There really is no better time than Advent to talk about the mystery of waiting. Under the best of circumstances, the delayed gratification of waiting is not something we embrace easily. The culture we have built bullies us into thinking that unless we have the next trinket, the next job, the next vacation, the next relationship, right away, our lives are somehow incomplete.  What compounds the situation is the fact that we have effectively done away with waiting through “no monthly payments, no interest for a year” or “buy now, pay later” or “sleep with me now and I’ll still love you” or “let’s order pizza since there’s no time to make dinner.” And on and on it goes.

It is said that waiting is a virtue. We’re just too anxiety ridden to be very good at it! The Bible is chock full of stories of those who waited. Noah and his family spent weeks inside a cramped handmade dumpster with some rather smelly roommates for months on end until it was safe to come out.

They waited.

Abraham and Sarah, elderly by any standards (and not without a number of impatient glitches along the way), waited almost a century to receive God’s promise of progeny.

They waited.

Joseph, a little arrogant to begin with, lands himself in a boatload of vengeance at the hands of jealous brothers and, later, had 14 years in a Pharaoh’s prison to do business with God.

He waited.

Moses, impetuous and entitled, took matters in his own hands, killing an Egyptian, and then spent 40 years shoveling sheep s**t on the backside of Mt. Sinai.

He waited.

David, God’s man for Israel, was anointed King but spent years running from Saul and his upstarts before ever enjoying hat head from a crown.

He waited.

An embattled, beleaguered, divided and dispersed nation of Israel had waited for centuries to hear a prophetic voice of hope; someone to assure them that God hadn’t forsaken them. And then…a devout priest, Zechariah and his barren wife, Elizabeth, get a most unexpected message, not by UPS camel, but by an angel that they were to become parents.

They had waited.

With the birth of their son, John, who came to be called “the Baptizer”, all of the previous waiting and watching and expectations were slowly finding resolution.

We as a thirsty people wait, too. The point, however, is not that we wait, but how we wait. It should be a coveted spiritual discipline to wait well. To live with ambiguity and still be faithful; to ponder paradoxes of our lives together and still lead each other to Christ; to sojourn in those desert places where we can’t always determine the way forward and still be grateful; to be stretched by unknown outcomes to baffling problems and still be present to each other; to fight the spiritual battles we didn’t ask for and rise again, bruised but better – this is the Way of Jesus.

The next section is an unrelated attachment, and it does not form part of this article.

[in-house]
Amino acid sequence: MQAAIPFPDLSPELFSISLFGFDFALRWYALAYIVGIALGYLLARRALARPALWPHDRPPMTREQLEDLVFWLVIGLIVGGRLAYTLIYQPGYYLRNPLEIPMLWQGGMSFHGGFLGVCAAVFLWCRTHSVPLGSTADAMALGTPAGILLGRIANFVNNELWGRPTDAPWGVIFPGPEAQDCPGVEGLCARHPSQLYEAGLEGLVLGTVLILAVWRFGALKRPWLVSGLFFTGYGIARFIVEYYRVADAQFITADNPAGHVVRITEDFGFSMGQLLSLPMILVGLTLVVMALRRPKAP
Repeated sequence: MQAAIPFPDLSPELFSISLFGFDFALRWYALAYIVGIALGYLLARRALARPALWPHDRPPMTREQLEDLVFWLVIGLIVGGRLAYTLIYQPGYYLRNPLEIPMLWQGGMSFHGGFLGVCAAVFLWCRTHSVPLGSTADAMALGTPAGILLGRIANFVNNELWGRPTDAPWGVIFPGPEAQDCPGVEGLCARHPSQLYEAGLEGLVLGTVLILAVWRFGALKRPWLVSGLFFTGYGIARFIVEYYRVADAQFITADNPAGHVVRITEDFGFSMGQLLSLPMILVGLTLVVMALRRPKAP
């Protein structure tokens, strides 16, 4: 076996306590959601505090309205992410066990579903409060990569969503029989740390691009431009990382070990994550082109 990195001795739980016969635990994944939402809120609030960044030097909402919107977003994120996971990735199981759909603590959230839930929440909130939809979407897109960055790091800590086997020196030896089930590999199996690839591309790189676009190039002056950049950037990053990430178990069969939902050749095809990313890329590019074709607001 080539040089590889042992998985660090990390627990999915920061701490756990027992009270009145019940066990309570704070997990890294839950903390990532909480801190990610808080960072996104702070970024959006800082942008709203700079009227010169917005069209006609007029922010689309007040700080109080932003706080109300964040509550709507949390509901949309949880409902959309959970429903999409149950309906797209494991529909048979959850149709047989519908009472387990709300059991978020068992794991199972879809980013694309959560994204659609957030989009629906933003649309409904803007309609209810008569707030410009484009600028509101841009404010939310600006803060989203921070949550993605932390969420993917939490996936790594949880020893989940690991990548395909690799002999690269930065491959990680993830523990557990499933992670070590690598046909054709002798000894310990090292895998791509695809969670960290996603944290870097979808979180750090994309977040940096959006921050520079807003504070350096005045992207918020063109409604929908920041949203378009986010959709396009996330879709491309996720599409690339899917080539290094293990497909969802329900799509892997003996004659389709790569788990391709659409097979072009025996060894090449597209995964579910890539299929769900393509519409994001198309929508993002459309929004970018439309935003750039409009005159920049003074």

I pray that in all my waiting, I do so actively. An active waiting helps us not just to “bide the time” but to engage one another at our places of deepest need. We must not wait like the newly released prisoners of Pharaoh whose impatience for Moses’ return from Mt. Sinai drew them into idolatry and destructive behaviors. Let us wait, instead, as John the Baptizer bids us wait – actively – bearing fruits of repentance.  Like John before us, who enjoined his listeners to “prepare the way, making straight paths” for the Messiah who would soon follow, we must not give up hope in waiting. Even more importantly, let us remember that we do not merely wait for Jesus. We wait for one another; human and fallible people with imperfections, mixed motives, families to care for and a need for community. Let us all wait actively, without pretense or rivalries or bitter hearts, until God comes to us. Then will we see that waiting makes the most sense.

Join the Conversation

What stops you from waiting actively? What makes it hard?

How have you had to live with waiting recently? What has it formed in you?

Robert Rife:
Rob-1Robert Rife is the music director at Yakima Covenant Church (, a singer-songwriter, multi-instrumentalist, poet and writer. He is a recent graduate from Spring Arbor University with an M.A. in Spiritual Formation and Leadership and blogs at
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